Love Ballasts / 2003
" We gaze at and probe the earth in the hope that we can discern in a wash of sand, a dispersed or chance pile of stones, mound or hollow, some evidence that this might be the spot where a life ended, a dream was confirmed or lost.
Land absorbs history and all but the grandest traces of action. In that sense, it, history, is everywhere about us. Whilst the evidence of the moment is quickly lost, yet still the presence of place persists, and we construct from traces, however intangible. So what are we left with, a sense that the air, a sighting of muddy river, or, that outcrop of rock so implacably bland in the light of midday, is undertowed by memory. My attention is forever fluctuating between that which is known, the implacably bland, and the more insistent void of the fugitive."
Clive van den Berg
Love Ballast statement
For some years now I have been working on ideas of love and sexuality, how in some ways love is an index of memory, our own but also the memories (or instructions to love) that we inherit. I am struck by the inevitable connection between acts of love and memorializing. Each kiss, is a re- inscription of those that other men have made. My freedom to love is weighted by the acts of other men, often with a cost attached.
The collection of work I am now working on is titled Love’s Ballast. It attempts to image a vocabulary of skin and structures, porous with memories of others before me.
Identity, (alas, that hackneyed term) is yes, constructed by such terms as race, gender, geography, class, cultural context, but my concern is how love, its languages, enactments, cultural celebrations and strictures, fundamentally constructs the self, forms the body, determines it’s actions and occupation of space in the corporeal and spiritual realms.
Skin and Underneath
I use different languages in this work. A leg carved in low relief hosts an outgrowth carved in a different manner as if our vision had shifted from an exterior to an interior place. This three dimensional fragment is placed within a frame, the background of which is covered with a kind of swaddling cloth. This surface is penetrated by two funnels, which allow a porous relationship between exterior and interior.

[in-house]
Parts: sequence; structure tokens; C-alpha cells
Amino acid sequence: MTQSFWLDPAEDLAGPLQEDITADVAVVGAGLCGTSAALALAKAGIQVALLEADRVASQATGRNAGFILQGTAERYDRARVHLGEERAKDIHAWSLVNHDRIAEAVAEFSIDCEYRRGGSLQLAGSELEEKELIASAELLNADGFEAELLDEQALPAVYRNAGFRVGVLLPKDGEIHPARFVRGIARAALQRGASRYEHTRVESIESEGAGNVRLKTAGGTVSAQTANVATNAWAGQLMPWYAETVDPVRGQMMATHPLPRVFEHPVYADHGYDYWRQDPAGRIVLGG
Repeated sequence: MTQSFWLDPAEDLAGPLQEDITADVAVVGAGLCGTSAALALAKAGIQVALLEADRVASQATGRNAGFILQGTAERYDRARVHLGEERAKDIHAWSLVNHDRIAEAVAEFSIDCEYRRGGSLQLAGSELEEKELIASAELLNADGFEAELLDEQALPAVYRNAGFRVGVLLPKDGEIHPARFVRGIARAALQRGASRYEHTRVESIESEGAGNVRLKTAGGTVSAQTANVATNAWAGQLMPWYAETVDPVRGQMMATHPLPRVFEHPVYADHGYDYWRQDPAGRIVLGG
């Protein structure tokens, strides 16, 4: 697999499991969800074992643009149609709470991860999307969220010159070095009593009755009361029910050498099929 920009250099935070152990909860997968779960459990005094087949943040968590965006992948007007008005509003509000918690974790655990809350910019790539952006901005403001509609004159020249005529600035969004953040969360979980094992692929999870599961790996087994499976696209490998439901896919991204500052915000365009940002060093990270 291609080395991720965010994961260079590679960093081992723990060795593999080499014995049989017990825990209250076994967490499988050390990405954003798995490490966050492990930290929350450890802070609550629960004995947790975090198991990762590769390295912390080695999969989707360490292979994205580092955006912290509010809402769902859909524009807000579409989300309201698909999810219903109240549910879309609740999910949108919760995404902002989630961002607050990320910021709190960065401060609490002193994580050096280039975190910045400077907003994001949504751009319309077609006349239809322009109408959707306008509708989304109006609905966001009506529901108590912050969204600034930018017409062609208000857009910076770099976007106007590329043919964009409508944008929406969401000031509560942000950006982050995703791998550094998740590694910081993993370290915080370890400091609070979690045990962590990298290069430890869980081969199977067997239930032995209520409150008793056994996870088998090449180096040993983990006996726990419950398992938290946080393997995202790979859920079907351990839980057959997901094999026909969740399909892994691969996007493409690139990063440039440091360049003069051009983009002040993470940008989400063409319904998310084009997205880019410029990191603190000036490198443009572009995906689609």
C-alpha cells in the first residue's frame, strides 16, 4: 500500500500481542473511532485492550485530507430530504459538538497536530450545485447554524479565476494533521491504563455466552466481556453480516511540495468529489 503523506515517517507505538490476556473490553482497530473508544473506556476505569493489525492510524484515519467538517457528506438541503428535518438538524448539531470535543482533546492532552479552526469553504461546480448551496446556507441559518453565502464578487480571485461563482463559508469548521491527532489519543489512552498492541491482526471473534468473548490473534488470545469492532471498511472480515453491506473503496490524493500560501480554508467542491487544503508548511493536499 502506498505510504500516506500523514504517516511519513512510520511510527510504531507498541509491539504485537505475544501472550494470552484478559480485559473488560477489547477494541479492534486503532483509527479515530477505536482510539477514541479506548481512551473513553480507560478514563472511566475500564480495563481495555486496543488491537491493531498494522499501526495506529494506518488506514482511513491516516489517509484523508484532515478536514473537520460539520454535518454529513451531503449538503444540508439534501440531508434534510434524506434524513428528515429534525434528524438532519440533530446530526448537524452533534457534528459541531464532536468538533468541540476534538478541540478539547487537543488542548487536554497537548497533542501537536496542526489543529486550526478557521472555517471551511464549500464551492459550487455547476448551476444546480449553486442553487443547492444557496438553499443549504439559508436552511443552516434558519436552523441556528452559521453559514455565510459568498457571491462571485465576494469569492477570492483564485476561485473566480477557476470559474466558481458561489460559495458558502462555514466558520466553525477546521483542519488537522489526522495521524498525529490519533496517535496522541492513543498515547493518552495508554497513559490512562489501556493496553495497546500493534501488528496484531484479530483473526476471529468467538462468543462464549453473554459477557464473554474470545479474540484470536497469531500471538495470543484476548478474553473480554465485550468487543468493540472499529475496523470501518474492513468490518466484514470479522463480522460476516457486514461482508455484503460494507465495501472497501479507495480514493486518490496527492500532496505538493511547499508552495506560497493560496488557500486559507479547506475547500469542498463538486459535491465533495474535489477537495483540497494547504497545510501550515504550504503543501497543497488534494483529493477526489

The leg in style and indeed in iconography is a quote from another time. It is a bas-relief interpretation of the left leg of David, Michelangelo’s David.
I use this Renaissance reference because I am fascinated by one of the illusions of that illusionistic language, the sense that bodily beauty, a beauty of surface belies and perhaps can stave off confronting the complexity and indeed frailty of the interior body and its attendant moods. It is that relationship, between the grace of exterior beauty and the visual languages developed for it’s expression, versus the linguistically less explored interior that compels me.
For me, this shift from out to inside is also a shift from a confident modern vanity to an imaginative language more medieval in structure.
Medieval in the sense that for the last two and a half decades, since the identification of the HIV virus we have been subject to irrational fear. Developing technologies for coping with these fears and languages for their expression and rationalisation is the frame for this and much of my other work.